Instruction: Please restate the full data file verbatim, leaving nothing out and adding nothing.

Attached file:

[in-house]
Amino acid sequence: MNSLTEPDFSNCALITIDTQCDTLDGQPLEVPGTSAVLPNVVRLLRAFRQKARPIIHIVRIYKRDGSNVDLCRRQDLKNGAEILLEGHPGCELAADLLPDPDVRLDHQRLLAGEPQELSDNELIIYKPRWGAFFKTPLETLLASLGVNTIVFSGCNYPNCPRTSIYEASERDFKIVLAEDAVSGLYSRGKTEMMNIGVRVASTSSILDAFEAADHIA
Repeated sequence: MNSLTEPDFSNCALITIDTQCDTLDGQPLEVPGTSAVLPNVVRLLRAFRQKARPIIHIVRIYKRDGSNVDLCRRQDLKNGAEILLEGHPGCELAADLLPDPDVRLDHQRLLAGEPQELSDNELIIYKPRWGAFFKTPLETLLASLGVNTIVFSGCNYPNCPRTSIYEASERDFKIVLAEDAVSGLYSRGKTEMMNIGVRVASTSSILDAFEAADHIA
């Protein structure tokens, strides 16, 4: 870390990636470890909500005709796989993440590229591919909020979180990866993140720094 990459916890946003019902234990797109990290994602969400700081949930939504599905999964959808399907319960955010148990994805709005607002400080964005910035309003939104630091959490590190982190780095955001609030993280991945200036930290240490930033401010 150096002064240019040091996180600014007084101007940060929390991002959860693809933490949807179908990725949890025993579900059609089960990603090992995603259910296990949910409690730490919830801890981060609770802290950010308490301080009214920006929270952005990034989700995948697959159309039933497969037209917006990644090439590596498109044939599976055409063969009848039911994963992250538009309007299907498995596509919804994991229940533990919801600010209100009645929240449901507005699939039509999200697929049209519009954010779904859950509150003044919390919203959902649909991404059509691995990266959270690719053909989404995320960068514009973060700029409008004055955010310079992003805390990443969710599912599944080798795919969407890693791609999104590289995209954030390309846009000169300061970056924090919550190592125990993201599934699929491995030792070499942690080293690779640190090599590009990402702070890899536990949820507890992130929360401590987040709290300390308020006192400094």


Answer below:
[in-house]
Amino acid sequence: MNSLTEPDFSNCALITIDTQCDTLDGQPLEVPGTSAVLPNVVRLLRAFRQKARPIIHIVRIYKRDGSNVDLCRRQDLKNGAEILLEGHPGCELAADLLPDPDVRLDHQRLLAGEPQELSDNELIIYKPRWGAFFKTPLETLLASLGVNTIVFSGCNYPNCPRTSIYEASERDFKIVLAEDAVSGLYSRGKTEMMNIGVRVASTSSILDAFEAADHIA
Repeated sequence: MNSLTEPDFSNCALITIDTQCDTLDGQPLEVPGTSAVLPNVVRLLRAFRQKARPIIHIVRIYKRDGSNVDLCRRQDLKNGAEILLEGHPGCELAADLLPDPDVRLDHQRLLAGEPQELSDNELIIYKPRWGAFFKTPLETLLASLGVNTIVFSGCNYPNCPRTSIYEASERDFKIVLAEDAVSGLYSRGKTEMMNIGVRVASTSSILDAFEAADHIA
């Protein structure tokens, strides 16, 4: 870390990636470890909500005709796989993440590229591919909020979180990866993140720094 990459916890946003019902234990797109990290994602969400700081949930939504599905999964959808399907319960955010148990994805709005607002400080964005910035309003939104630091959490590190982190780095955001609030993280991945200036930290240490930033401010 150096002064240019040091996180600014007084101007940060929390991002959860693809933490949807179908990725949890025993579900059609089960990603090992995603259910296990949910409690730490919830801890981060609770802290950010308490301080009214920006929270952005990034989700995948697959159309039933497969037209917006990644090439590596498109044939599976055409063969009848039911994963992250538009309007299907498995596509919804994991229940533990919801600010209100009645929240449901507005699939039509999200697929049209519009954010779904859950509150003044919390919203959902649909991404059509691995990266959270690719053909989404995320960068514009973060700029409008004055955010310079992003805390990443969710599912599944080798795919969407890693791609999104590289995209954030390309846009000169300061970056924090919550190592125990993201599934699929491995030792070499942690080293690779640190090599590009990402702070890899536990949820507890992130929360401590987040709290300390308020006192400094």